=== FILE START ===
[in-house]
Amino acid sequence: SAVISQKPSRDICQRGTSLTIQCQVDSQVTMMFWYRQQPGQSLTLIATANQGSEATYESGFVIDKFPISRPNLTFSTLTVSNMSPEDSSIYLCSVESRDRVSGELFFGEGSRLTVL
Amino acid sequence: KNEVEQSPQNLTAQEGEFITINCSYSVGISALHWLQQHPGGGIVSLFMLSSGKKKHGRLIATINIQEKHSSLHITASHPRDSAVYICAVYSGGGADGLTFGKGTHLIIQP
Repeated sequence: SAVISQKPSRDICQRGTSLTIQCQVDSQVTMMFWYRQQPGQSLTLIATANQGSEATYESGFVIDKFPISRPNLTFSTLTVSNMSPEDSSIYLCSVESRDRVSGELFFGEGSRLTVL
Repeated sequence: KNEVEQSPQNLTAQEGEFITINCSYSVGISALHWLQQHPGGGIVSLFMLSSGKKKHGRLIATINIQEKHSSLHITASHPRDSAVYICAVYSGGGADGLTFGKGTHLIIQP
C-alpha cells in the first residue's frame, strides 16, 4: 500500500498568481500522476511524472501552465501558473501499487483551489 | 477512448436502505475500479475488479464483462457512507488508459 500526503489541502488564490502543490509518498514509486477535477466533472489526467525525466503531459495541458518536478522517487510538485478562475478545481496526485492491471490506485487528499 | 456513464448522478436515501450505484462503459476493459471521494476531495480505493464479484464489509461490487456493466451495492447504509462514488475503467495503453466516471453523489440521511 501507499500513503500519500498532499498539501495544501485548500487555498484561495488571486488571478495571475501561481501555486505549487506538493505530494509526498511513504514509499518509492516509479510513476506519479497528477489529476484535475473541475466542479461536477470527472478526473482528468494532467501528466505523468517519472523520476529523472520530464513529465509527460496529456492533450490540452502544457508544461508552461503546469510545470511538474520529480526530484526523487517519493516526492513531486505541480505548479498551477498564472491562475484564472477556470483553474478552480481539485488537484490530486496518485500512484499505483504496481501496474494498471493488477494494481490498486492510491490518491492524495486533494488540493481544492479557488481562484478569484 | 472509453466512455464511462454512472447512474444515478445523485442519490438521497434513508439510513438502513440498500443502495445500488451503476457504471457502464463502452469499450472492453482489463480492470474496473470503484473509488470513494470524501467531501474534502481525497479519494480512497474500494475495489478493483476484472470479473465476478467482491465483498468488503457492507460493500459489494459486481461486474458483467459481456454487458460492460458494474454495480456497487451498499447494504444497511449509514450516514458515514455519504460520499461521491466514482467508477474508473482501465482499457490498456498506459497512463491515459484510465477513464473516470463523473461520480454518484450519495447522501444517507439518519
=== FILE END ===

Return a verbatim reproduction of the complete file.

[in-house]
Amino acid sequence: SAVISQKPSRDICQRGTSLTIQCQVDSQVTMMFWYRQQPGQSLTLIATANQGSEATYESGFVIDKFPISRPNLTFSTLTVSNMSPEDSSIYLCSVESRDRVSGELFFGEGSRLTVL
Amino acid sequence: KNEVEQSPQNLTAQEGEFITINCSYSVGISALHWLQQHPGGGIVSLFMLSSGKKKHGRLIATINIQEKHSSLHITASHPRDSAVYICAVYSGGGADGLTFGKGTHLIIQP
Repeated sequence: SAVISQKPSRDICQRGTSLTIQCQVDSQVTMMFWYRQQPGQSLTLIATANQGSEATYESGFVIDKFPISRPNLTFSTLTVSNMSPEDSSIYLCSVESRDRVSGELFFGEGSRLTVL
Repeated sequence: KNEVEQSPQNLTAQEGEFITINCSYSVGISALHWLQQHPGGGIVSLFMLSSGKKKHGRLIATINIQEKHSSLHITASHPRDSAVYICAVYSGGGADGLTFGKGTHLIIQP
C-alpha cells in the first residue's frame, strides 16, 4: 500500500498568481500522476511524472501552465501558473501499487483551489 | 477512448436502505475500479475488479464483462457512507488508459 500526503489541502488564490502543490509518498514509486477535477466533472489526467525525466503531459495541458518536478522517487510538485478562475478545481496526485492491471490506485487528499 | 456513464448522478436515501450505484462503459476493459471521494476531495480505493464479484464489509461490487456493466451495492447504509462514488475503467495503453466516471453523489440521511 501507499500513503500519500498532499498539501495544501485548500487555498484561495488571486488571478495571475501561481501555486505549487506538493505530494509526498511513504514509499518509492516509479510513476506519479497528477489529476484535475473541475466542479461536477470527472478526473482528468494532467501528466505523468517519472523520476529523472520530464513529465509527460496529456492533450490540452502544457508544461508552461503546469510545470511538474520529480526530484526523487517519493516526492513531486505541480505548479498551477498564472491562475484564472477556470483553474478552480481539485488537484490530486496518485500512484499505483504496481501496474494498471493488477494494481490498486492510491490518491492524495486533494488540493481544492479557488481562484478569484 | 472509453466512455464511462454512472447512474444515478445523485442519490438521497434513508439510513438502513440498500443502495445500488451503476457504471457502464463502452469499450472492453482489463480492470474496473470503484473509488470513494470524501467531501474534502481525497479519494480512497474500494475495489478493483476484472470479473465476478467482491465483498468488503457492507460493500459489494459486481461486474458483467459481456454487458460492460458494474454495480456497487451498499447494504444497511449509514450516514458515514455519504460520499461521491466514482467508477474508473482501465482499457490498456498506459497512463491515459484510465477513464473516470463523473461520480454518484450519495447522501444517507439518519